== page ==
Irish Medical Council seeks to silence pro-choice doctors


THE 'PRO-LIFE' MOVEMENT argues that abortion is never medically necessary to save the life of a mother. They justify this by inventing a distinction between direct abortion, where the intention is to terminate pregnancy and 'indirect' abortion where the intention is to avoid some life threatening condition. In both cases the medical procedure followed is the same, in both cases the pregnancy is terminated. It is crucial to the 'pro-life' movement that they convince the public that abortion is never medically necessary. Therefore they continue to create this totally semantic distinction between 'direct' and 'indirect' abortion. Some doctors fear that under these terms, medical decisions could be brought through the courts. They would have to consider the threat of disbarment if their 'intention' is interpreted incorrectly. It would be difficult to practice as a doctor under such conditions.

Unfortunately, this 'pro-life' definition of a medical procedure has been adopted by the Irish Medical Council, the body that regulates doctors. In their latest guide to ethical conduct and behavior, they state that "the deliberate and intentional destruction of the unborn child is professional misconduct". It is worth noting that the phrase "unborn child" was invented by the 'pro-life' movement for use in the 1983 referendum and is a non-medical word. Its inclusion shows the hand of the 'pro-life' movement in drafting these guidelines.

These guidelines also contradict the Supreme Court judgment in the X case which allows abortion where there is a "real and substantial risk to the life" of the pregnant mother. This means that should a doctor perform an abortion under the terms of the Supreme Court decision, which would be his or her legal right, they could end up losing their right to practice, by being disbarred by the Medical Council. Then it would be back to the courts once again. Once more the right to have an abortion would be decided by lawyers in courtrooms not by women in medical clinics.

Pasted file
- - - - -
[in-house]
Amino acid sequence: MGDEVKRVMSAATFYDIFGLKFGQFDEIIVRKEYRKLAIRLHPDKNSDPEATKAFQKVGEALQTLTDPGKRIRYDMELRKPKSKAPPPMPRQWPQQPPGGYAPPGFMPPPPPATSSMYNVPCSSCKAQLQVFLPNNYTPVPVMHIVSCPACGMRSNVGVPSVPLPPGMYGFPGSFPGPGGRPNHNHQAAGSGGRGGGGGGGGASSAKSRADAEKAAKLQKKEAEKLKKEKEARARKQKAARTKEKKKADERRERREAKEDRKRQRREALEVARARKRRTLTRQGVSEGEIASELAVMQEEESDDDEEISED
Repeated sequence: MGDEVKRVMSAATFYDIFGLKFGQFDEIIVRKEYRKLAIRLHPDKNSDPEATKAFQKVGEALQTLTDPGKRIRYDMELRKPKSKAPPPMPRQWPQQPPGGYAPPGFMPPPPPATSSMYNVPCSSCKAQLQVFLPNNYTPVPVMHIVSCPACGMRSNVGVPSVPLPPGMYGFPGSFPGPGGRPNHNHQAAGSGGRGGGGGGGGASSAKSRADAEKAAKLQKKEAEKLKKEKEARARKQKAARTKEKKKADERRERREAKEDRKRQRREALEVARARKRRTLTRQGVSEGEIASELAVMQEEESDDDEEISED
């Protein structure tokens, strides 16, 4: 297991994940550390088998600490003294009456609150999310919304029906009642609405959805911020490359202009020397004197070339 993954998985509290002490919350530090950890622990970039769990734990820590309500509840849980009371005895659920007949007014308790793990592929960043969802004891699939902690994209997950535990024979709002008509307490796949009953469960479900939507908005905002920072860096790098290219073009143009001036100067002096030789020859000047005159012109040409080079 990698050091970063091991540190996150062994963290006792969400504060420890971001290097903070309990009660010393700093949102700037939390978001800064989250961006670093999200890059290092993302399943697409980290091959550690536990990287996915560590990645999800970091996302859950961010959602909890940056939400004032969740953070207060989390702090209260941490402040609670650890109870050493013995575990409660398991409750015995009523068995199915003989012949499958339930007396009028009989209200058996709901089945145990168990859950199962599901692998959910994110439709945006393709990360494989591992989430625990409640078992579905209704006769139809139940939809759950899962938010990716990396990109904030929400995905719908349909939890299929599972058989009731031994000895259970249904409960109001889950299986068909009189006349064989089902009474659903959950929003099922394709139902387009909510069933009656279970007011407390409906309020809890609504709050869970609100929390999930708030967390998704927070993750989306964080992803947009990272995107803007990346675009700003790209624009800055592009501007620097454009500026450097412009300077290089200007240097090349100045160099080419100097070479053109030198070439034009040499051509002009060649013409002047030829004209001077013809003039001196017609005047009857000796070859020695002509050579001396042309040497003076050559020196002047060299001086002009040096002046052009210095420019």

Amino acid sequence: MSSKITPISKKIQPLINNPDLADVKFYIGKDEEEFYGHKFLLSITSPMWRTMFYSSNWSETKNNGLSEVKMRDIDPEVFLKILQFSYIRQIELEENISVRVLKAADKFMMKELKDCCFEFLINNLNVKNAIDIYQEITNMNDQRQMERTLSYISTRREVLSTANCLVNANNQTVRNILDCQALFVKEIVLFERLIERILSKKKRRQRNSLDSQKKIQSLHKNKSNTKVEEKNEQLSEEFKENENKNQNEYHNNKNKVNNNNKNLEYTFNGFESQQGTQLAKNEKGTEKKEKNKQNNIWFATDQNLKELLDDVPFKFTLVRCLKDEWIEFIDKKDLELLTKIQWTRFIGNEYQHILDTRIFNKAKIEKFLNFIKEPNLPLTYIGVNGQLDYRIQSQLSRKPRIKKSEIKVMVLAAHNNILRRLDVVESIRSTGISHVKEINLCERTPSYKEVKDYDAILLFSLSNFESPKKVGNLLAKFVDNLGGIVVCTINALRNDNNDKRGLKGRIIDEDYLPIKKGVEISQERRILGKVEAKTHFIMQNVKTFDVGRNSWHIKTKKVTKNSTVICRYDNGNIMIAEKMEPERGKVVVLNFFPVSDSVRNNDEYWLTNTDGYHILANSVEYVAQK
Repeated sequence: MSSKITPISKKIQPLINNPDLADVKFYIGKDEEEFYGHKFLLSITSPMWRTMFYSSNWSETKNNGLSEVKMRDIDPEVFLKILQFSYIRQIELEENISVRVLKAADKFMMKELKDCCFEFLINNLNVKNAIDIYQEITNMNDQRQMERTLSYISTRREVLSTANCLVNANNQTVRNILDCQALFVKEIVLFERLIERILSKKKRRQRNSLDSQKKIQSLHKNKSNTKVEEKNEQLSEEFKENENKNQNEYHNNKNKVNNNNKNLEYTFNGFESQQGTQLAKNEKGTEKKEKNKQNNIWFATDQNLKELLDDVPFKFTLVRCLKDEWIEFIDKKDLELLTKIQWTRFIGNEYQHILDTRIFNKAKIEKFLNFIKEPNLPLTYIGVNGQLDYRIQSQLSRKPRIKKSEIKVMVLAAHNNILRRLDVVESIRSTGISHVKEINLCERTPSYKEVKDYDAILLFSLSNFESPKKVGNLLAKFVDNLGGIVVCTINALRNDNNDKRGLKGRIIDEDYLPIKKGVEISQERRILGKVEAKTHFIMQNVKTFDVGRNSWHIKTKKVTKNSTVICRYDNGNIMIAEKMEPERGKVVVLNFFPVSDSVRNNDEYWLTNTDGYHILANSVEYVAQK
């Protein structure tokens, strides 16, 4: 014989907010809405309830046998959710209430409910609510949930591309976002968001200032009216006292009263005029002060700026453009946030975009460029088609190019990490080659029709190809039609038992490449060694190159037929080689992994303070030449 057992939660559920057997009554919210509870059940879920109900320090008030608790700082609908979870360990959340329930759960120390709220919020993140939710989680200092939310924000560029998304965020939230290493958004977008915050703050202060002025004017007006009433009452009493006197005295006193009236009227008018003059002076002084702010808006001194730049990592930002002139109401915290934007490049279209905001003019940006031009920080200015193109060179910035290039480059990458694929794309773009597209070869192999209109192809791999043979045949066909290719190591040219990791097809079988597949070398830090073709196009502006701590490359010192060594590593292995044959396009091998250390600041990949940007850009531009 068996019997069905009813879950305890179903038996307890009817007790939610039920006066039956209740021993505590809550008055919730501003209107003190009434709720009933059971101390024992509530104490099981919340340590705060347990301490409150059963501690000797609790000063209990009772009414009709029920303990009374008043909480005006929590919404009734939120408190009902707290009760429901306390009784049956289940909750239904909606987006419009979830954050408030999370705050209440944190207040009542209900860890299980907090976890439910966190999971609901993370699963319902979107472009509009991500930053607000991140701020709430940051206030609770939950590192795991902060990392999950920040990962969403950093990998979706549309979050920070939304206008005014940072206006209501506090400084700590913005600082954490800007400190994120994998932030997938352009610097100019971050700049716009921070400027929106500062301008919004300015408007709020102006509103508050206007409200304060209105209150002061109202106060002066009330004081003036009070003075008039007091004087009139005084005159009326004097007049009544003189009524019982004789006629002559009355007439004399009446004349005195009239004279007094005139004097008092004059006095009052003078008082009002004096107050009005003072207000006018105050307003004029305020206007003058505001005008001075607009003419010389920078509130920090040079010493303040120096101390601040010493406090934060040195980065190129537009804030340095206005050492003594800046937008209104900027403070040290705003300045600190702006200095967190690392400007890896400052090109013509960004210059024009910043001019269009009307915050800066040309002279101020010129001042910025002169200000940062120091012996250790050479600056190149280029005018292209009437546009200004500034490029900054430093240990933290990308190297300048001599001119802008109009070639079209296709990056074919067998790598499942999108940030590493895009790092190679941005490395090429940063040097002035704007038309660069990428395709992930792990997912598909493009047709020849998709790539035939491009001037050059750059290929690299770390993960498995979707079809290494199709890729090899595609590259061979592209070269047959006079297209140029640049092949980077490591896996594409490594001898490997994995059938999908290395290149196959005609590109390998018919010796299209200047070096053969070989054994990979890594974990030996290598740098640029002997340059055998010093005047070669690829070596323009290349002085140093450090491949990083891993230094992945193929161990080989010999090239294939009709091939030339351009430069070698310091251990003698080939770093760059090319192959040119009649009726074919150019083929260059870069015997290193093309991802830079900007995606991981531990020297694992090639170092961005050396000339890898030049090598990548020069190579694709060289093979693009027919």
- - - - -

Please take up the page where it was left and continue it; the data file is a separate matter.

The abortion question is currently being debated by the government. The Medical Council's guide is a clear attempt to intimidate and frighten doctors into avoiding taking a stand on this issue. The issue is also one whereby no legislation has been brought before the Dáil since the votes for both the right to travel and the right to abortion information were accepted by the people in a referendum over five years ago.

Contraception threatened?

The 'pro-life' arguments rest on a definition of 'personhood' that holds that "there can be no argument but that human life begins at conception, and from conception every human being is a person" (Prof. Eamon O'Dwyer, letters page, Irish Times, 30/11/1998). They however have been conspicuously quiet about the fact that such a definition would also outlaw use of contraceptives such as the coil and the morning after pill. Once again the arguments that they are using now do not reveal their full agenda.

We would argue that the issue of "personhood" is not the key question in this debate. Rather it is the issue of choice, the decision whether or not to have an abortion must lie with each individual pregnant woman. Only they should have the power to make decisions which affect their own bodies.

Aileen O'Carroll

This article is from Workers Solidarity No 56 published in March 1999